REST vs WebSocket Comparison and Benchmarks

One of the common questions asked during my #JavaEE7 presentations around the world is how do WebSockets compare with REST ?

First of all, REST is a style of architecture so what really people mean is RESTful HTTP. As an architecture cannot be compared with a technology. But the term is so loosely used that they are used in place of each other commonly.

Lets start with a one line definition for WebSocket …

Bi-directional and full-duplex communication channel over a single TCP connection.

WebSocket solves a few issues with REST, or HTTP in general:

  • Bi-directional: HTTP is a uni-directional protocol where a request is always initiated by client, server processes and returns a response, and then the client consumes it. WebSocket is a bi-directional protocol where there are no pre-defined message patterns such as request/response. Either client or server can send a message to the other party.
  • Full-duplex: HTTP allows the request message to go from client to server and then server sends a response message to the client. At a given time, either client is talking to server or server is talking to client. WebSocket allows client and server to talk independent of each other.
  • Single TCP Connection: Typically a new TCP connection is initiated for a HTTP request and terminated after the response is received. A new TCP connection need to be established for another HTTP request/response. For WebSocket, the HTTP connection is upgraded using standard HTTP Upgrade mechanism and client and server communicate over that same TCP connection for the lifecycle of WebSocket connection.
  • Lean protocol: HTTP is a chatty protocol. Here is the set of HTTP headers sent in request message by Advanced REST Client Chrome extension.

    And the response headers received from WildFly 8:

    These are 663 characters exchanged for a trivial “Hello World” echo. The source code for this simple application is here.For WebSocket, after the initial HTTP handshake, the data is minimally framed with 2 bytes.

Lets take a look at a micro benchmark that shows the overhead caused by REST over a WebSocket echo endpoint. The payload is just a simple text array populated with ‘x’. The source code for the benchmark is available here.

The first graph shows the time (in milliseconds) taken to process N messages for a constant payload size.

websocket-rest-messages

Here is the raw data that feeds this graph:

websocket-rest-constant-payload

This graph and the table shows that the REST overhead increases with the number of messages. This is true because that many TCP connections need to be initiated and terminated and that many HTTP headers need to be sent and received. The last column particularly shows the multiplication factor for the amount of time to fulfill a REST request.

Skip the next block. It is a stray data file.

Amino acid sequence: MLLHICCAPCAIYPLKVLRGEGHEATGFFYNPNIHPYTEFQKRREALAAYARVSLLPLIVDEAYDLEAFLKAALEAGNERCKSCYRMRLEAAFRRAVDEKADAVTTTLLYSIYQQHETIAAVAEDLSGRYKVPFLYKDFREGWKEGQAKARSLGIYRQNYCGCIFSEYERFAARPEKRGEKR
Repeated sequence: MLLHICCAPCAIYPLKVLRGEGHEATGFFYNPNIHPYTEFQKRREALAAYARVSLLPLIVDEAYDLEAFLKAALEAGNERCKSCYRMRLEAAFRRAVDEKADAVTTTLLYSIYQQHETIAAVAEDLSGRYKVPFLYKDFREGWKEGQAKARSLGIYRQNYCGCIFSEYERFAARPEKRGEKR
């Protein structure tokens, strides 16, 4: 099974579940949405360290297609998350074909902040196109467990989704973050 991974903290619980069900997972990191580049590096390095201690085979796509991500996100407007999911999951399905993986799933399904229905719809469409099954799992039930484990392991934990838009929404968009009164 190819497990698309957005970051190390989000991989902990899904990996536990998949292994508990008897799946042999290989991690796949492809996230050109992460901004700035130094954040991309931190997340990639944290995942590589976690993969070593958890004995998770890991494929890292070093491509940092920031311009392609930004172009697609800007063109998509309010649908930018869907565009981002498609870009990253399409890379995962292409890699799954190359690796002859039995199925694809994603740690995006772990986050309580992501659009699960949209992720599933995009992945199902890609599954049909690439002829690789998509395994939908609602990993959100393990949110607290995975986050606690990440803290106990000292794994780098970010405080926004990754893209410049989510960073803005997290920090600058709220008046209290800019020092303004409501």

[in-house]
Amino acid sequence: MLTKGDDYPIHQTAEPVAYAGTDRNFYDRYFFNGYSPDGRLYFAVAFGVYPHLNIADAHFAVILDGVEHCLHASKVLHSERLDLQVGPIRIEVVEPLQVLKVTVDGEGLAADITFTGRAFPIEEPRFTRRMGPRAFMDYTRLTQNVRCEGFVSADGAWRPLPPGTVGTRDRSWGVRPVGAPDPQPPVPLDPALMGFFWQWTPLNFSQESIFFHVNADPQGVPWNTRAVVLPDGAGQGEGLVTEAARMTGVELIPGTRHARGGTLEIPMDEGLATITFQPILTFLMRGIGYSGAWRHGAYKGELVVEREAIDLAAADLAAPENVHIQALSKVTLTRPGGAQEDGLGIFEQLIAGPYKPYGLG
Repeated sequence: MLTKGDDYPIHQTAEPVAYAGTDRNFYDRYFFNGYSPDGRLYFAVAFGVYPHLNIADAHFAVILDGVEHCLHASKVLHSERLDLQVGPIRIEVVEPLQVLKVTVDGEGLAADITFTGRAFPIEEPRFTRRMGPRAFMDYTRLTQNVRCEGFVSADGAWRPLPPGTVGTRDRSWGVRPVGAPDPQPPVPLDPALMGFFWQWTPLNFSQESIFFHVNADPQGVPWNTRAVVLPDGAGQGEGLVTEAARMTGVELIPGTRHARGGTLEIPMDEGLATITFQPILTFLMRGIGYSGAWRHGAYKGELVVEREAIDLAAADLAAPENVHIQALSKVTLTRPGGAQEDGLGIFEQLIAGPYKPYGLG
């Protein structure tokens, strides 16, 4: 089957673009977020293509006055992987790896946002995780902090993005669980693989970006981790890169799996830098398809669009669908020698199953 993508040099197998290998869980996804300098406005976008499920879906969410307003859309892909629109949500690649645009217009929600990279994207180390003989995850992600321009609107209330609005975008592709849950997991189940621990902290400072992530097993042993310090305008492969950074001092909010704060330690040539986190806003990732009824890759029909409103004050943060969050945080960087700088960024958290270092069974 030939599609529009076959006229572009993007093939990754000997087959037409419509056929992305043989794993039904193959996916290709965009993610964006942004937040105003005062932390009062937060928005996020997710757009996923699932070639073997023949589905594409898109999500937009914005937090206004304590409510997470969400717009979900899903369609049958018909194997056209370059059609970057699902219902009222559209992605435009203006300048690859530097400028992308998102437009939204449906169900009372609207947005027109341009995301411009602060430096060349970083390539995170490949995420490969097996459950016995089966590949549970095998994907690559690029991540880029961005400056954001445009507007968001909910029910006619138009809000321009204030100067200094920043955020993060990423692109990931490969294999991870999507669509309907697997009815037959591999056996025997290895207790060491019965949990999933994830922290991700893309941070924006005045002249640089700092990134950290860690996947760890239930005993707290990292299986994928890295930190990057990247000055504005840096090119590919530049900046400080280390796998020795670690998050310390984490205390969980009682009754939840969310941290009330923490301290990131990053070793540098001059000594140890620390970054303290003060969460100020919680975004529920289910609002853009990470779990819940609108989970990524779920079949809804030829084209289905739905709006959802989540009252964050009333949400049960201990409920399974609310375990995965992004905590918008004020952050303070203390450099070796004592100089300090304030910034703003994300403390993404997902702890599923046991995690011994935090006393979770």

The second graph shows the time taken to process a fixed number of messages by varying the payload size.

websocket-rest-payload

Here is the raw data that feeds this graph:

websocket-rest-constant-messages

This graph shows that the incremental cost of processing the request/response for a REST endpoint is minimal and most of the time is spent in connection initiation/termination and honoring HTTP semantics.

These benchmarks were generated on WildFly 8 and the source code for the benchmark is available here.

Together the graph also shows that WebSocket is a more efficient protocol than RESTful HTTP. But does that mean it will replace RESTful HTTP ?

The answer to that, at least in the short term is, NO!

  • WebSocket is a low-level protocol, think of it as a socket on the web. Every thing, including a simple request/response design pattern, how to create/update/delete resources need, status codes etc to be build on top of it. All of these are well defined for HTTP.
  • WebSocket is a stateful protocol where as HTTP is a stateless protocol. WebSocket connections are know to scale vertically on a single server where as HTTP can scale horizontally. There are some proprietary solutions for WebSocket horizontal scaling, but they are not standards-based.
  • HTTP comes with a lot of other goodies such as caching, routing, multiplexing, gzipping and lot more. All of these need to be defined on top of WebSocket.
  • How will Search Engine Optimization (SEO) work with WebSocket ? Works very well for HTTP URLs.
  • All proxy, DNS, firewalls are not yet fully aware of WebSocket traffic. They allow port 80 but might restrict traffic by snooping on it first.
  • Security with WebSocket is all-or-nothing approach.

This blog does not provide any conclusion because its meant to trigger thoughts!

And if you want a complete introduction to JSR 356 WebSocket API in Java EE 7, then watch a recently concluded webinar at vJUG:

So, what do you think ?

@RestController vs @Controller : Spring Framework

Spring MVC Framework and REST

Spring’s annotation-based MVC framework simplifies the process of creating RESTful web services. The key difference between a traditional Spring MVC controller and the RESTful web service controller is the way the HTTP response body is created. While the traditional MVC controller relies on the View technology, the RESTful web service controller simply returns the object and the object data is written directly to the HTTP response as JSON/XML.  For a detailed description of creating RESTful web services using the Spring framework, click here.

Image title

Figure 1: Spring MVC traditional workflow

Spring MVC REST Workflow

The following steps describe a typical Spring MVC REST workflow:

  1. The client sends a request to a web service in URI form.
  2. The request is intercepted by the DispatcherServlet which looks for Handler Mappings and its type.
    • The Handler Mappings section defined in the application context file tells DispatcherServlet which strategy to use to find controllers based on the incoming request.
    • Spring MVC supports three different types of mapping request URIs to controllers: annotation, name conventions, and explicit mappings.
  3. Requests are processed by the Controller and the response is returned to the DispatcherServlet which then dispatches to the view.

In Figure 1, notice that in the traditional workflow the ModelAndView object is forwarded from the controller to the client. Spring lets you return data directly from the controller, without looking for a view, using the @ResponseBody annotation on a method. Beginning with Version 4.0, this process is simplified even further with the introduction of the @RestController annotation. Each approach is explained below.

Using the @ResponseBody Annotation

When you use the @ResponseBody annotation on a method, Spring converts the return value and writes it to the http response automatically. Each method in the Controller class must be annotated with @ResponseBody.